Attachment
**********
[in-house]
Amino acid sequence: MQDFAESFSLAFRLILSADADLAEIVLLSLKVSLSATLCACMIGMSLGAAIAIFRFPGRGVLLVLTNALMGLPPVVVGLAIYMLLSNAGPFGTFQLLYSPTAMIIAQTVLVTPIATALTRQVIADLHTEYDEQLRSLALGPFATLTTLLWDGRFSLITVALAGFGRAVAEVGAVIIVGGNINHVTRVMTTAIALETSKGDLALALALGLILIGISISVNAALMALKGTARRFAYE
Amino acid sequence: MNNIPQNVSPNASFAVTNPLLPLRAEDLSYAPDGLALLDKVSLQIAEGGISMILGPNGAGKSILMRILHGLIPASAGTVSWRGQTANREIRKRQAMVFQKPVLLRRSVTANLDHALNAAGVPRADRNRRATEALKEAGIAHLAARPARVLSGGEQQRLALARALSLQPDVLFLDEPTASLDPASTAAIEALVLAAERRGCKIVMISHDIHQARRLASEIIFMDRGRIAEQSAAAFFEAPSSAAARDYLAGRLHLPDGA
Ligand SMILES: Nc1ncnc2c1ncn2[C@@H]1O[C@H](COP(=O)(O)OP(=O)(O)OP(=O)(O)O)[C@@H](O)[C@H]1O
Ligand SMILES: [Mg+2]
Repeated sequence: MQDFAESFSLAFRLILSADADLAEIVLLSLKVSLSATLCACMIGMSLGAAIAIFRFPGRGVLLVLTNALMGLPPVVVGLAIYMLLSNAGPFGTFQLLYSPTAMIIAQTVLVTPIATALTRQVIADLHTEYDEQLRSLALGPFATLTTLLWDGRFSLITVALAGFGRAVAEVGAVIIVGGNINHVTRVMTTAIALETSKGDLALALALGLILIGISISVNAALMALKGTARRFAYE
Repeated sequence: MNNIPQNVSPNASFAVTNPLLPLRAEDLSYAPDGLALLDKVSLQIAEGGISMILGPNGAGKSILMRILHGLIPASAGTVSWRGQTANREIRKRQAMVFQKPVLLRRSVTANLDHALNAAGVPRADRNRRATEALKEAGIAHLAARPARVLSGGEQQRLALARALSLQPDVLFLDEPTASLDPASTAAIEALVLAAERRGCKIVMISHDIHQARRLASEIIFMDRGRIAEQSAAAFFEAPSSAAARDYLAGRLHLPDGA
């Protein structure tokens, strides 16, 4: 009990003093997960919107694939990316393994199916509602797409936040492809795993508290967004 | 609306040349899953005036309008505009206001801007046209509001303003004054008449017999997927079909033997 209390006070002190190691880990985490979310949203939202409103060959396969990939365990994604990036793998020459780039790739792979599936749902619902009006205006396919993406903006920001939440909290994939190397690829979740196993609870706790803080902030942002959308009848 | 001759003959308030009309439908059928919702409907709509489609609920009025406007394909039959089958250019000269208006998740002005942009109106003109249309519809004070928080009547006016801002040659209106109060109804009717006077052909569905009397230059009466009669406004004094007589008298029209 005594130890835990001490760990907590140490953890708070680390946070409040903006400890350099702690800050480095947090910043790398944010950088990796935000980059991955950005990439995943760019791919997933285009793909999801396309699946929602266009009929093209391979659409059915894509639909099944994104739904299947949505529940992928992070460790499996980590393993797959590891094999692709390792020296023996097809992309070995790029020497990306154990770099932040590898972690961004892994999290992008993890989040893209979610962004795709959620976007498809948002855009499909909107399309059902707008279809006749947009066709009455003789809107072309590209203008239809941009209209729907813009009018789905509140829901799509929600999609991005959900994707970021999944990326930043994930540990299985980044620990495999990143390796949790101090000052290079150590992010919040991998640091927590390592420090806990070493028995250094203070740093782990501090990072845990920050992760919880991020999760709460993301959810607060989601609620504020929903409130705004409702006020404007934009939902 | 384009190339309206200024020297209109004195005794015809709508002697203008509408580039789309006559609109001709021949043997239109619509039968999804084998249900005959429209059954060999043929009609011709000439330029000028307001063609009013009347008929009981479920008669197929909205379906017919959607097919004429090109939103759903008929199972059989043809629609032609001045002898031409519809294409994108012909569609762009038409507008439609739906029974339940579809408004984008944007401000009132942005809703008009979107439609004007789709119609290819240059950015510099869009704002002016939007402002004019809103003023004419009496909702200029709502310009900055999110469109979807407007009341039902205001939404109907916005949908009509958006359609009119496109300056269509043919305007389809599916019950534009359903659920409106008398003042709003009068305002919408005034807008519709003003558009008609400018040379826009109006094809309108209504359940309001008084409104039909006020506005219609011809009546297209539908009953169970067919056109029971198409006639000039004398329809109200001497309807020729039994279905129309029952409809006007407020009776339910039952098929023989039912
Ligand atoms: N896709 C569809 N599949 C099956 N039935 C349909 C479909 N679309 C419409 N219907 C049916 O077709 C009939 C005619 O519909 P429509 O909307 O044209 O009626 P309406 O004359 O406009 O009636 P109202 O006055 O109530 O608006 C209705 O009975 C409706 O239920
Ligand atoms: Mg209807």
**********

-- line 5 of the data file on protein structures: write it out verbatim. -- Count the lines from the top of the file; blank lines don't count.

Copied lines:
Ligand SMILES: [Mg+2]